Warner Norcross + Judd LLP represented AirBoss Flexible Products Co. in MSSC, Inc. v. AirBoss Flexible Prods. Co., the first case to interpret a key provision of the Uniform Commercial Code in nearly 40 years – and one that will reverberate for suppliers up and down the supply chain. The Michigan Supreme Court handed automotive suppliers a victory yesterday by ruling in favor of AirBoss and clarifying when suppliers have entered into long-term “requirements contracts.”
The case arose out of a fairly typical pricing dispute. When AirBoss, the “Tier 2” supplier, requested adjusted pricing and MSSC, the “Tier 1” buyer, refused, AirBoss signaled that because the parties were operating on a spot-buy basis without any long-term requirements contract, AirBoss would stop accepting material releases. MSSC sued, seeking an emergency injunction to force AirBoss to continue to supply for the life of the program at fixed pricing. The trial court held that although neither the purchase order nor MSSC’s terms and conditions said that MSSC had to purchase any quantity of parts, the purchase order nevertheless was a requirements contract because it had the word “blanket” on the top of the first page and purported to last for the “life of the program.”
AirBoss, represented by Warner’s automotive industry and appellate teams, appealed, arguing that a purchase order that does not commit to purchasing anything, let alone the buyer’s requirements of parts, is not an enforceable requirements contract. But again, the Court of Appeals sided with MSSC, issuing a published decision echoing the conclusion that a purchase order with the word “blanket” on its face — but without any other quantity — was a binding requirements contract as a matter of law. This was the first time a Michigan court had held in a binding opinion that a purchase order and terms and conditions that do not make any reference to the buyer’s requirements nevertheless constituted a requirements contract.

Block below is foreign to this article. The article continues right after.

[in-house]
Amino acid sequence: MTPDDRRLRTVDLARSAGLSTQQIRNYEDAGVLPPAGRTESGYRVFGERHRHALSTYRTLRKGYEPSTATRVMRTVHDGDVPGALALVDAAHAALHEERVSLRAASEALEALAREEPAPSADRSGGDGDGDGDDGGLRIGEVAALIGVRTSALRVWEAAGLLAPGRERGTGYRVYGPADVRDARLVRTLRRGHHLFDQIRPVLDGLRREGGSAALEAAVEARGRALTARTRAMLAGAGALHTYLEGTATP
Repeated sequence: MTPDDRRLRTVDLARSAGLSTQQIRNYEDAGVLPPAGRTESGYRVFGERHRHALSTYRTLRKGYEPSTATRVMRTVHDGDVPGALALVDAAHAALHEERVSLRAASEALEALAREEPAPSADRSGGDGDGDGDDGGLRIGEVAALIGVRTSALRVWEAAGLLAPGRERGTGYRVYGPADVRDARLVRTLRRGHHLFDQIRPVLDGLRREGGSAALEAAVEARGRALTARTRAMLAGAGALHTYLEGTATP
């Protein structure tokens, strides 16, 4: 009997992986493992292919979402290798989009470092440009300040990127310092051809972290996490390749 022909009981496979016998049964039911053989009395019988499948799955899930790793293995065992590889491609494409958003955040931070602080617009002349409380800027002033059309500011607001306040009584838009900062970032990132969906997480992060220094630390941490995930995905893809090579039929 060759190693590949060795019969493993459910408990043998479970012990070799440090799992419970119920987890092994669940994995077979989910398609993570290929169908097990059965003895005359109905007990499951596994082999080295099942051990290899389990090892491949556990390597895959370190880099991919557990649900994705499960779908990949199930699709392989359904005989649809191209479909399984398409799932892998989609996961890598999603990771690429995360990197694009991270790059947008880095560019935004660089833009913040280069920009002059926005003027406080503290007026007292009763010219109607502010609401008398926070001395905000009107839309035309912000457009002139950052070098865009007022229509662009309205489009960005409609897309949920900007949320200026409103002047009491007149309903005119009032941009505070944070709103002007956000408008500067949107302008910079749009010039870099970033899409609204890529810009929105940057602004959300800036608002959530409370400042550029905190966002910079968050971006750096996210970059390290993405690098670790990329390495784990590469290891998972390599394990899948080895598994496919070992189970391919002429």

We appealed on behalf of AirBoss, this time to the Michigan Supreme Court. The Michigan Supreme Court accepted AirBoss’ application, heard our arguments in December and issued its opinion yesterday.
In a decision that vindicates suppliers throughout the automotive supply chain, a majority of justices on the Michigan Supreme Court reversed the Court of Appeals’ and trial court’s decisions and re-established the rule in Michigan that parties to a supply contract are only bound by their written commitments to one another. The Supreme Court held that because MSSC’s purchase order and terms and conditions did not commit MSSC to purchasing any portion of its requirements, that it was unenforceable against AirBoss. Instead, the Supreme Court recognized for the first time the validity of a “release-by-release” contractual relationship, under which a supplier that has not agreed to be bound to its customer’s requirements can stop accepting releases at any time.
The Supreme Court’s decision will no doubt reverberate throughout the supply chain for quite some time. And while there is room for additional discussion regarding the immediate and long-term effect of this decision, a few key takeaways are readily apparent:
- The Supreme Court’s decision in MSSC reverses the troubling trend of courts willing to bind automotive suppliers to their customers’ requirements even when there is no express agreement to do so.
- Automotive suppliers and customers should immediately review their existing contracts to determine whether they pass muster under the MSSC decision. Suppliers and customers alike who, as recently as yesterday, might have thought they were parties to a requirements contract may no longer be.
- Customers should review their terms and conditions of purchase. The MSSC decision renders unenforceable language that had become popular among Tier 1 and Tier 2 standard terms and conditions.
- Because there are few state Supreme Court decisions addressing supply chain terms and conditions, this decision is going to have an effect in courts outside of Michigan and thus on contracts not governed by Michigan law.
Warner’s appellate and litigation teams that represented AirBoss were led by Michael Brady, Gaëtan Gerville-Réache and Adam Ratliff.
To read the Supreme Court’s opinion, click here.
Warner is proud to have secured this victory on behalf of AirBoss, and all suppliers, on an issue critical to the industry. We stand ready to assist additional suppliers assessing their current contracts and terms to implement this change in Michigan law.